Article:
I am brand new here and so scared and worried about my husband who was diagnosed with colon cancer on June 25th. He had surgery, a resection on July 6th. The oncologist has strongly recommended chemo, Folfox6. My husband was diagnosed with Stage 2a. The tumor was T3, but the surgeon said it was T4 clinically. The surgeon also said the tumor was sticky, ad kind of stuck in there..whatever that means!! My husband is 50/50 on chemo. He does not talk about it too much, (he is the quiet type anyway), but today he did say this:
I do not really want to do the chemo, and if it comes back then, I will do chemo and surgery or whatever it takes, but I wonder if at that point it's curable? I said I don't know and nobody knows, each cancer case is totally different. So I guess he was wondering like if it did come back in the liver or wherever and he did surgery and chemo, if it could possibly be gone for ever....or is there absolutely no possibility and it would come back for sure? He asked me (cuz he knows I am on the internet every night, all night if I know of any cases/people who had good outcome with this sort of decision) Anyway, here is the pathology report. I thought if anyone would like to read it and give their input, that would be great. I have been reading the posts here tonight and it seems like there are a lot of knowledgeable people here. And..by the way...I hope and pray you all get better QUICK. Thank you so much. Just a wife who is stresed and worried and scared. PS..I also know it's his decision and he has to live with it...just wondered if there is anyone here knowledgeable in these sorts of reports.
a. Adenocarcinolma, intermediate differentiation
b. 26 lymph nodes negative for tumor
Specimen: Right Colon
Other organs received : None
Procedure: Right hemcolectomy
Tumor site: cecum
Tumor size: 1.5 cm
Macroscopic tumor perforation: Present
Histologic type: Adenocarcinoma
Histologic grade: Low Grade (G2)
Microscopic tumor extension: Tumor penetrates to pericolonic adipose
Mesenteric: (radial for rectal cancers) Uninvolved
Treatment effect: No prior treatment
Lymph-vascular invastion: Absent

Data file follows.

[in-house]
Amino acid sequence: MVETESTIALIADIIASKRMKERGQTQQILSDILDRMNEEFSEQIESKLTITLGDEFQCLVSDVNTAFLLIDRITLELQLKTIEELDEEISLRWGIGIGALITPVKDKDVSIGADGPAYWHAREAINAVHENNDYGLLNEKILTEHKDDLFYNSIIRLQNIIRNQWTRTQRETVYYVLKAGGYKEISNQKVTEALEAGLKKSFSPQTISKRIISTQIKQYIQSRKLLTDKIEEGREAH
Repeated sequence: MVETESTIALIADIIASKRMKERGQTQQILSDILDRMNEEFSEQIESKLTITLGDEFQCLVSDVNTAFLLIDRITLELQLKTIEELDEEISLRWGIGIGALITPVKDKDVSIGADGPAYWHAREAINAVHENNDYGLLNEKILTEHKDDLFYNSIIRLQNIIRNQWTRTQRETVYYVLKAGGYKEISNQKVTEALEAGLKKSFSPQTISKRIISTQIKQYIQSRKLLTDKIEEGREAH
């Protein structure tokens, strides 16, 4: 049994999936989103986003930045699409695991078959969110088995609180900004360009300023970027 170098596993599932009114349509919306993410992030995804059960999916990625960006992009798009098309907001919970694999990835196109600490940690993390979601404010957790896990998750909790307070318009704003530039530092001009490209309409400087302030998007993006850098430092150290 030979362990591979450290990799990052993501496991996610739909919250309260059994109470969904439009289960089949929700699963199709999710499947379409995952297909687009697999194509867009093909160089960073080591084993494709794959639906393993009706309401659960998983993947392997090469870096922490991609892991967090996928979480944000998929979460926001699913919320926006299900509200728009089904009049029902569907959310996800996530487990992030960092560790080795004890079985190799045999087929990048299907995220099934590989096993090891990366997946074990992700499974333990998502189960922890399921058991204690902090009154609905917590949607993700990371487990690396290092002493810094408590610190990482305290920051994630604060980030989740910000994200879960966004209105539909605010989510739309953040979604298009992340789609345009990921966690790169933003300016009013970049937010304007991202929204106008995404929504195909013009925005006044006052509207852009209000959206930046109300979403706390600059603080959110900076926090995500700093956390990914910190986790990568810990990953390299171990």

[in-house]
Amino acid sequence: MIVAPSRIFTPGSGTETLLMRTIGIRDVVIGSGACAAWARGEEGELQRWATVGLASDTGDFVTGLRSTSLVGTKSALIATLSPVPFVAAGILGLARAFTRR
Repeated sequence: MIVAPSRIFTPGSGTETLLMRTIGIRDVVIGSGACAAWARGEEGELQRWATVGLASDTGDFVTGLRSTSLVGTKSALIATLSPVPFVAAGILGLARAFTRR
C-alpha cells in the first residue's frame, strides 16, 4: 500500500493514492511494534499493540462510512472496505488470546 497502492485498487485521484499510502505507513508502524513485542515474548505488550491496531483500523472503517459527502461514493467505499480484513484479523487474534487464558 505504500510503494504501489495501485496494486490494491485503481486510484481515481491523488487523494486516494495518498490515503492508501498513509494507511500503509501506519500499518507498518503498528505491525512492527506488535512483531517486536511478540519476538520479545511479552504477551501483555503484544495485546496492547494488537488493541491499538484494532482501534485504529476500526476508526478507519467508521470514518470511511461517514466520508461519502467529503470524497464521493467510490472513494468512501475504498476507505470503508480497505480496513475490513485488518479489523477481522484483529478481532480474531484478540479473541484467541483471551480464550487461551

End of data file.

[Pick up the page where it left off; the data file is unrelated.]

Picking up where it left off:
Perineural invasion: Not identified
Tumor deposits (discontinuous extramural extension): absent
Histologic Features Suggestive of Microsatellite Instability: None
The specimen in formalin in a container labeled with the patient’s name and portion right colon. The specimen consists of a 15 cm length of colon which has been opened longitudinally. 3 cm from one margin there is a retracted, somewhat crateriform lesion measuring 1.5 cm in greatest dimension. The remainder of the bowel mucosa appears unremarkable. The pericolonic fat is stripped. In the region subjacent to the craterform lesion there is retraction and degeneration of the serosal tissues with an area of gross perforation. The pericolonic fat is stripped and submitted for lymph node clearing. While doing this, three tan structures suspicious for lymph nodes are identified, averaging 0.5 cm. The crateriform lesion is seen to encircle the entire circumference of the bowel with thickening of the wall and muscular hypertrophy. Sections of adjacent margin are submitted in 1a, the opposite margin in 1b. Section of tumor with area of perforation is submitted in 1c with additional sections of tumor in 1d and 1e. Sections of grossly identified lymph nodes are submitted in 1f. Representative sections of the otherwise unremarkable colonic mucosa inn 1g. RS IN 1A through 1G with additional tissues for lymph node clearing.
(it then went on to tell which lymph nodes were submitted in which containers/labels)
The tumor is of glandular origin with features of intermediate differentiation and invades the colonic wall with involvement of the innermost serosal fat. All lymph nodes are negative for metastatic tumor. The proximal and distal margins are uninvolved.